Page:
Orca Sonar Review

The Sonar is Orca’s best-selling mid range suit.  It’s a great “value” suit – moderately priced but jam packed with features – many of which were on Orca’s top-of-the-line wetsuits just a year or two ago.

Features:

The Orca Fullsleeve Sonar triathlon wetsuit features 2mm SCS-coated Yamamoto #39 neoprene construction for the majority of panels.  Yamamoto#39 has been the benchmark neoprene on high end performance wetsuits for years.  It’s only just now being replaced by the newer (and extra stretchy) Yamamoto #40 on premium suits.  This is actually good news if you’re in the market for a mid range wetsuit since it’s now more affordable than ever to get into race-proven Yamamoto #39 rubber.

Additionally, the Sonar’s #39 neoprene is coated with Yamamoto’s SCS (Super Composite Skin).   SCS is a fast, water repellant coating that lowers resistance and improves glide through the water.   SCS coated Yamamoto #39 has a great reputation in the sport for durability.   In fact, Orca uses the Sonar for its in-house wetsuit rental program, which probably says a thing or two about its longevity.

The 2011 edition of the Sonar has been upgraded with a few new features that were previously only found on Orcas’s higher end suits.  This is consistent with the way Orca has done things for years – debuting new technology on the top line suits before bringing these features to the mid range offerings.  This system really benefits the Sonar as it’s always the first suit in line to get last year’s state-of-the-art technologies.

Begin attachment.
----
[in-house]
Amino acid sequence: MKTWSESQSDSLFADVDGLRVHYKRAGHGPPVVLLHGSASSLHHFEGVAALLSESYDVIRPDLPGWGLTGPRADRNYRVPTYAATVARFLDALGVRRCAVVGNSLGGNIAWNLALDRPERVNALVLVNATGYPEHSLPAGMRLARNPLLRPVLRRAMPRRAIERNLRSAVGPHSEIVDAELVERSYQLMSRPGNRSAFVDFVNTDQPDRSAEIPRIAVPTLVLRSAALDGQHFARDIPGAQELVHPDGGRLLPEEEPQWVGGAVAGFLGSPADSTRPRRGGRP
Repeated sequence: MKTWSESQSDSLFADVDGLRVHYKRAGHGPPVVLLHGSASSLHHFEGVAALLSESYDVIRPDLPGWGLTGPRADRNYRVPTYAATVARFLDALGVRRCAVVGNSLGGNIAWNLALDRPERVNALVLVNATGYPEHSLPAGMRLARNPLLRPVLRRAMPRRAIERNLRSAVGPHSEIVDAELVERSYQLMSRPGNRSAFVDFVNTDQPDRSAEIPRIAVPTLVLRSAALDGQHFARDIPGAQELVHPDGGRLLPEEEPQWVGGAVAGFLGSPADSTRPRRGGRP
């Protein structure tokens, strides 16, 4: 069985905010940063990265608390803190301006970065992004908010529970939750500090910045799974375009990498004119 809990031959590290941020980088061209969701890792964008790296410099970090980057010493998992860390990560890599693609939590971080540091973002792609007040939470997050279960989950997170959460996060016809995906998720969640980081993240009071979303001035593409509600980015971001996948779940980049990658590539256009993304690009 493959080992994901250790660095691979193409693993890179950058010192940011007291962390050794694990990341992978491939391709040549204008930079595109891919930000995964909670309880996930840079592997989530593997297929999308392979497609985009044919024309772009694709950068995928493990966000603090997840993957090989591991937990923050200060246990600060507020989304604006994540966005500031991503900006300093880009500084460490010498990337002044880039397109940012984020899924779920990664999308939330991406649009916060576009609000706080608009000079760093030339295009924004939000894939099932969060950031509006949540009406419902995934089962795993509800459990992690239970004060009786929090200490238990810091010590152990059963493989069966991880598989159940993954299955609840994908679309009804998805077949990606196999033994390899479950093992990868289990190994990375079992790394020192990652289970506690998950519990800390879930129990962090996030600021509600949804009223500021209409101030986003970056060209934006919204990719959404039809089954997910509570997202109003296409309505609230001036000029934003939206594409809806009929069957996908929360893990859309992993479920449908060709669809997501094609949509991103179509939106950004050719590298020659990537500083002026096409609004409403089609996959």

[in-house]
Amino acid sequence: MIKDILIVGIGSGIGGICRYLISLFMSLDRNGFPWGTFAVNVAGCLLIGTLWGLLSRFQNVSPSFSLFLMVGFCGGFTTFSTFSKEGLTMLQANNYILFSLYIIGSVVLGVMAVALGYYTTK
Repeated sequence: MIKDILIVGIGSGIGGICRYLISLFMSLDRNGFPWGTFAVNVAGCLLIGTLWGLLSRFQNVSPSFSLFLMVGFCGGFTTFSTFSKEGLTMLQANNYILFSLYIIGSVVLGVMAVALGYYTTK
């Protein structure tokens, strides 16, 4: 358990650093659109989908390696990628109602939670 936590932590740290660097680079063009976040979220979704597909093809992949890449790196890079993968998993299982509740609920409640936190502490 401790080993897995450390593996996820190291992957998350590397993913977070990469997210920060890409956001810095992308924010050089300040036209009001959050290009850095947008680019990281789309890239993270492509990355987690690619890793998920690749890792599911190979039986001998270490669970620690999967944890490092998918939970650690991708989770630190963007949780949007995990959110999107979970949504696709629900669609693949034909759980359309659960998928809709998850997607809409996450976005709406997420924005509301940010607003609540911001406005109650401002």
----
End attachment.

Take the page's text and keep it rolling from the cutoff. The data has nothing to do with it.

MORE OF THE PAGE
One big upgrade is the addition of Aerodrome buoyancy panels to the lower back and lower legs.  Aerodrome has been used on top-end Orca suits for a few years, but for 2011 has been added to the Sonar.  It’s a special 5mm neoprene that has increased buoyancy resulting from microscopic air cavities trapped inside.  By strategically placing Aerodrome panels on the core and lower legs, the Sonar improves swimming form by providing lift to the lower body.  This buoyancy benefits both weak swimmers and triathletes with more muscular lower bodies resulting from biking and running focus.

Additionally Orca has improved flexibility in the arms and shoulders by incorporating a combination of Deltastretch, HyperStretch, and MultiStretch panels.  Looking past the slick names, these are essentially different weaves of nylon jersey that are used in high movement areas – think shoulders and elbows –  so the wetsuit moves with your stroke instead of hindering it.  By altering the weave and fabric blend, Orca tailors each panel for the desired combination of stretch, buoyancy, and durability.

Orca has also revamped the neckline with a sleeker, lower profile collar that lays flat and reduces chafing.  The Sonar is available in both Men’s and Women’s sizes.  It’s also available in both full sleeve and sleeveless models.

Pricing and Discounts:  Considering you will likely spend around $400, it might not seem like a bargain, but the Sonar is a good value and a strong wetsuit overall.  When you compare it to suits in the $600 to $700 range, you get highly comparable features, only with less exaggerated paneling that will result in a very minor reduction in buoyancy and speed.  If you area in the market for the Sonar, you may want to compare it against the Blue Seventy Reaction, another of our favorites at this price point.

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